Residential property tax exemptions are commonly used to reduce the tax burden for specific populations, often based on age, disability, income and/or military service. All states offer personal property tax exemptions to a subset of disabled and retired veterans, who often rely on a fixed income and tend to have higher age- and/or disability-related healthcare costs. Missouri currently provides full personal property tax exemptions for former prisoners of war who have a “total service-connected disability”. The fiscal impact of extending property tax benefits to more disabled and/or retired veterans in Missouri depends on several factors, including exemption criteria, participation rates, and the geographic distribution of these veterans.
- If every disabled and retired veteran in Missouri were exempt from personal property taxes, up to 160,000 Missouri veterans might benefit from the exemption. Fewer than 27,099 Missouri veterans are 100% disabled.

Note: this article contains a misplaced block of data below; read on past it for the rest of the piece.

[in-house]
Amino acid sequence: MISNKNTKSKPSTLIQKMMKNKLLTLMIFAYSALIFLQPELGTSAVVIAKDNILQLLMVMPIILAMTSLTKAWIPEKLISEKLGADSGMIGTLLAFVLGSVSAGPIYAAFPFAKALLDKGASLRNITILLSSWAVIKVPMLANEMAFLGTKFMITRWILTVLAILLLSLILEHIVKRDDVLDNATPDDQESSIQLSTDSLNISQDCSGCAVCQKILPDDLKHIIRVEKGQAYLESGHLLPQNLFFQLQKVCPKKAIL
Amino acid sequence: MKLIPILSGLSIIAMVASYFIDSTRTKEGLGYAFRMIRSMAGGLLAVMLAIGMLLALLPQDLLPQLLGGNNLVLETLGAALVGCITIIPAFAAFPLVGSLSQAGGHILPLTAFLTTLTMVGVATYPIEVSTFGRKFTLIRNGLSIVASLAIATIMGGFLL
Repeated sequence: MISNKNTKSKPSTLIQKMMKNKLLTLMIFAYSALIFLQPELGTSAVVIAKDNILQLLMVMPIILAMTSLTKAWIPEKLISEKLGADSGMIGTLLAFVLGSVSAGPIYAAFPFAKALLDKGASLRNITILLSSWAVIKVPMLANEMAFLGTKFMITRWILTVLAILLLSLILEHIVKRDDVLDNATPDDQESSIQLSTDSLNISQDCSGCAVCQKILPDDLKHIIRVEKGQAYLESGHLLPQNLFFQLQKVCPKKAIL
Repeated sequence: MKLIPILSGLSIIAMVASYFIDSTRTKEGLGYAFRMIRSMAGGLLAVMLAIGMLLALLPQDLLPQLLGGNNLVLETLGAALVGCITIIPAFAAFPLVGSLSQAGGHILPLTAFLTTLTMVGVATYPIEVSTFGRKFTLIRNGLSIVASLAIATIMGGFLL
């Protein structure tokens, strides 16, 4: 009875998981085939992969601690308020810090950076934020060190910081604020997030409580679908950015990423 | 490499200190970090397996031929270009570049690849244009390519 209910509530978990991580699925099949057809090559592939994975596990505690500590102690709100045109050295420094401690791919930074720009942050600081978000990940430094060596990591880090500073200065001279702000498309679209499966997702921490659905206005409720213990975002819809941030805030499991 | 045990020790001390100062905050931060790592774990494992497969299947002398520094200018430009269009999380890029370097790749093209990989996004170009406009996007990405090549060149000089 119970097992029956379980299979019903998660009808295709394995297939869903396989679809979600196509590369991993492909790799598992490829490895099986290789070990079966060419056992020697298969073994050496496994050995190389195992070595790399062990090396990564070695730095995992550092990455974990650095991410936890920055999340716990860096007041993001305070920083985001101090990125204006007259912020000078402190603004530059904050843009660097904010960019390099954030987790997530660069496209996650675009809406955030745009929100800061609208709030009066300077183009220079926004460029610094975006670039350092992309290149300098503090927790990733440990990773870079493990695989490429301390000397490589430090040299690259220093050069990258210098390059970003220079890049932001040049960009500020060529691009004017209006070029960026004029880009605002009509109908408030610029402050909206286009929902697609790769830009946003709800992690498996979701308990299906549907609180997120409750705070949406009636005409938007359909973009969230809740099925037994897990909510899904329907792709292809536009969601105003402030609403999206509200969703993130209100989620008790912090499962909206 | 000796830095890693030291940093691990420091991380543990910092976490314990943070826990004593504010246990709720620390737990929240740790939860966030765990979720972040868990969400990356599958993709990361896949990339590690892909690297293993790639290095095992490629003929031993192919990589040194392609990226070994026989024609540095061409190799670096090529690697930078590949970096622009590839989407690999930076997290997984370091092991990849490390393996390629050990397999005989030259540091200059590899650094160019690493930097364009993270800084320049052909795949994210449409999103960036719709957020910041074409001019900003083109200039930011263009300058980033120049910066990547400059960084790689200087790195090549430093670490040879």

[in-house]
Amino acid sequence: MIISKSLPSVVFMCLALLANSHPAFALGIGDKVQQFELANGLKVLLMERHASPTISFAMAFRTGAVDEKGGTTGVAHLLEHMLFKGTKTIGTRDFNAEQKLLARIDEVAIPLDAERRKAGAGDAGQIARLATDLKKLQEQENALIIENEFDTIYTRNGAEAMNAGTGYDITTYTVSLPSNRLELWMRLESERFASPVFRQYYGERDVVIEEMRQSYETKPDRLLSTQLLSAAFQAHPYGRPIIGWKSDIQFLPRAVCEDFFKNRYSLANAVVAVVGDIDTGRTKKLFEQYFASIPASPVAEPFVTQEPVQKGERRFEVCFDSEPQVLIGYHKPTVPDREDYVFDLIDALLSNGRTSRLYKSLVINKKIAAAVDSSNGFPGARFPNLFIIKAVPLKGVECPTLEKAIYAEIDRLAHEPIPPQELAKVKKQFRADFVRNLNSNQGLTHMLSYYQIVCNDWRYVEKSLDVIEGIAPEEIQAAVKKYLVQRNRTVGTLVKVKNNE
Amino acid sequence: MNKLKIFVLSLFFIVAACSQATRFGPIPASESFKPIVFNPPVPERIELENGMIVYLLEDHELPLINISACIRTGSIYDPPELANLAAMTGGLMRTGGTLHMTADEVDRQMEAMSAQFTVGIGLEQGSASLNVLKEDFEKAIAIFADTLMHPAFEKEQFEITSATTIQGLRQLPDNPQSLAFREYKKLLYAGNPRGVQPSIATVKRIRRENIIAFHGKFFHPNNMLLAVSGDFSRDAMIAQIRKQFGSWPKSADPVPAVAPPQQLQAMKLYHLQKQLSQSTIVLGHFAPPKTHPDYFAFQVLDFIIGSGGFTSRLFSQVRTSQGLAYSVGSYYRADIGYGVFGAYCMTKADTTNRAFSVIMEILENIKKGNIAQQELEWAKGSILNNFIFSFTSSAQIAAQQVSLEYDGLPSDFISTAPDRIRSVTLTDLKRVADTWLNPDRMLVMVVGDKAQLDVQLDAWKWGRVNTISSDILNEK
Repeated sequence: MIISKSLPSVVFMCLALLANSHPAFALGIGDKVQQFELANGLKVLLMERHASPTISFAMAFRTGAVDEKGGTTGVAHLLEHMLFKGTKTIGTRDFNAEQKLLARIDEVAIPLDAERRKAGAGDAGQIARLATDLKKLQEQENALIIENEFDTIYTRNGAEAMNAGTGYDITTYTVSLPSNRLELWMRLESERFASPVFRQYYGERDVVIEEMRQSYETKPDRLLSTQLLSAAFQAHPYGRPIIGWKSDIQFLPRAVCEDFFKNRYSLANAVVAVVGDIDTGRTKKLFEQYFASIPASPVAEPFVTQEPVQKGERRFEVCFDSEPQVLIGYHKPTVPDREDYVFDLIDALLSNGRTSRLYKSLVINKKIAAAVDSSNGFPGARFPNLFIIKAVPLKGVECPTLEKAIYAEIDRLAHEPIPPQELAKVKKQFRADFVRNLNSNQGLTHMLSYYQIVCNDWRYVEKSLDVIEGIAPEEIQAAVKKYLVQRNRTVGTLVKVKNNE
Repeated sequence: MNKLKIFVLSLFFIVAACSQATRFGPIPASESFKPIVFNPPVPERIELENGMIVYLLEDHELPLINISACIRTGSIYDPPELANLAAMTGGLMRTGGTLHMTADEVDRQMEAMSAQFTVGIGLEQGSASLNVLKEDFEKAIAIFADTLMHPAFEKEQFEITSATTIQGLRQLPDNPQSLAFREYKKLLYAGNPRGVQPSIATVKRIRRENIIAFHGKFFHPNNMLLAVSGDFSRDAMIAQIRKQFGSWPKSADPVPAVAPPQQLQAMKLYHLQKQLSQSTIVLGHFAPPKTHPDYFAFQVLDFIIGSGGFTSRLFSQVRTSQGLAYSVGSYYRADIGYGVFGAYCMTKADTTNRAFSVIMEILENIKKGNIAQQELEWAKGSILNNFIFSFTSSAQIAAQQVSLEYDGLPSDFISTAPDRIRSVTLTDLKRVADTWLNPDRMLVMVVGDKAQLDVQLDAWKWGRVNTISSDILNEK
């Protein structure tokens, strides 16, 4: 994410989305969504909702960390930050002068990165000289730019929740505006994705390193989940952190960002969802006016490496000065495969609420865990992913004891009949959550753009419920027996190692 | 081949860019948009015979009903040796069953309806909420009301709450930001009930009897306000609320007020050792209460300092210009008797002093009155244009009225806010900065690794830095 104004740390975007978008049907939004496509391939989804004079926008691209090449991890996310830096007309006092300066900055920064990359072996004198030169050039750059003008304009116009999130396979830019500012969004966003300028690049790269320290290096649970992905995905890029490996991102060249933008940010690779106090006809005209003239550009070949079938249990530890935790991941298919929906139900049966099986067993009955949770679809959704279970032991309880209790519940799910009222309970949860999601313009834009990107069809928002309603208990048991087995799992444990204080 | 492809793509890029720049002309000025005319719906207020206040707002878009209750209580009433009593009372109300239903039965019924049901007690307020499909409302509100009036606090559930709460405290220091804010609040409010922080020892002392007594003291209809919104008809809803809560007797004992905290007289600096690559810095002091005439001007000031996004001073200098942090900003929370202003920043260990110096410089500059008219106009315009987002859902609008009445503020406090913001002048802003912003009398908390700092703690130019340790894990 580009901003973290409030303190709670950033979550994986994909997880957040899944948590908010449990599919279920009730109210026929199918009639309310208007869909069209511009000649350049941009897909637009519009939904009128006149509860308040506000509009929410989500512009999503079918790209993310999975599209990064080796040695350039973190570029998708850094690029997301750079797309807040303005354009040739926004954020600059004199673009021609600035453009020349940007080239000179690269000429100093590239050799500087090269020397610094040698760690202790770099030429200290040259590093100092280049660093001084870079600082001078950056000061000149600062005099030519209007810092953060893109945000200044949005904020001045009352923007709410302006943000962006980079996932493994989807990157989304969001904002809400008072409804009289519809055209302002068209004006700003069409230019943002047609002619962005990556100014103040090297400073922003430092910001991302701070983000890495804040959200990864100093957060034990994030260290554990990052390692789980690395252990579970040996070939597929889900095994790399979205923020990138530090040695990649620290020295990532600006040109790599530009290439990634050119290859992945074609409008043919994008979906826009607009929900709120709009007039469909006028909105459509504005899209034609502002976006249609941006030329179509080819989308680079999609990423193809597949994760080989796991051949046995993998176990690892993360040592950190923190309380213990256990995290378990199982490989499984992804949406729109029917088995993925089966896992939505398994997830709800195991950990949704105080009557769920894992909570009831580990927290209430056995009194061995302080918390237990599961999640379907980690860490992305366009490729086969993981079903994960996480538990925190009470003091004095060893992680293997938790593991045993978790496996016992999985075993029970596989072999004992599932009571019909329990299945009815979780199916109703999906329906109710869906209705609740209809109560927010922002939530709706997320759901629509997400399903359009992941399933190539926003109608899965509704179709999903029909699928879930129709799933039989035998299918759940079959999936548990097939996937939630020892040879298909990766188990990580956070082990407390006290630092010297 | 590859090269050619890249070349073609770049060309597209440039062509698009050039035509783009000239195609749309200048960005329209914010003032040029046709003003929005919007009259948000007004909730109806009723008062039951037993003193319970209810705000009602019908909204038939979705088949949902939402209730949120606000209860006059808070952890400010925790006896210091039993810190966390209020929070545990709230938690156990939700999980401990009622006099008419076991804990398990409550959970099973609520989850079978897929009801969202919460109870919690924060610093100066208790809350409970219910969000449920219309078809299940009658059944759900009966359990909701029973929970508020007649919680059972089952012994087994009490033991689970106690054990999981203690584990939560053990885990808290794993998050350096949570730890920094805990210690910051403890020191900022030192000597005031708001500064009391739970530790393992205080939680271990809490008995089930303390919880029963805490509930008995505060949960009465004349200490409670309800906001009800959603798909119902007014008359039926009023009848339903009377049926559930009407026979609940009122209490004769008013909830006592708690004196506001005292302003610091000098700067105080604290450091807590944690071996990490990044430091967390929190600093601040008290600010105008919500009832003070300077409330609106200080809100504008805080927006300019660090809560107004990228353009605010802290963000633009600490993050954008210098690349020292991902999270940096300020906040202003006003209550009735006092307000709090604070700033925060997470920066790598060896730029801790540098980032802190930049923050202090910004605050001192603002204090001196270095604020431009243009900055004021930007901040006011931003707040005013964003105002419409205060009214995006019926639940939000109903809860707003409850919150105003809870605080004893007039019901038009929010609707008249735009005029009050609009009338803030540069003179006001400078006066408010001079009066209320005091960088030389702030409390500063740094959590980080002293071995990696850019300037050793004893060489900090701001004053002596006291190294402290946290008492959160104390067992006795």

- The total fiscal burden of these programs varies based on who the policy targets (e.g., level of disability, income, age) and how much tax relief is provided (e.g., full exemption, income-based, across-the-board limits).
- For individuals who have high property costs relative to their income and other expenditures, tax breaks can more closely link costs to ability to pay. Loss of local revenue from personal property taxes, however, can decrease school and public safety spending unless accompanied by other local tax increases (e.g., business property taxes).
- It is difficult to accurately approximate the number of individuals impacted by this type of tax waiver. For example, there is likely overlap between veterans who are retired and disabled. Additionally, it is not clear what effect these benefits would have on disabled and/or retired veterans choosing to buy property in Missouri.
- It is not possible to directly match eligible individuals to their exact personal property tax rates, which makes it difficult to calculate the tax revenue shortfall of this program and how it might differentially affect specific regions of the state.
This Note has been updated. See the previous version (published February 2021) here.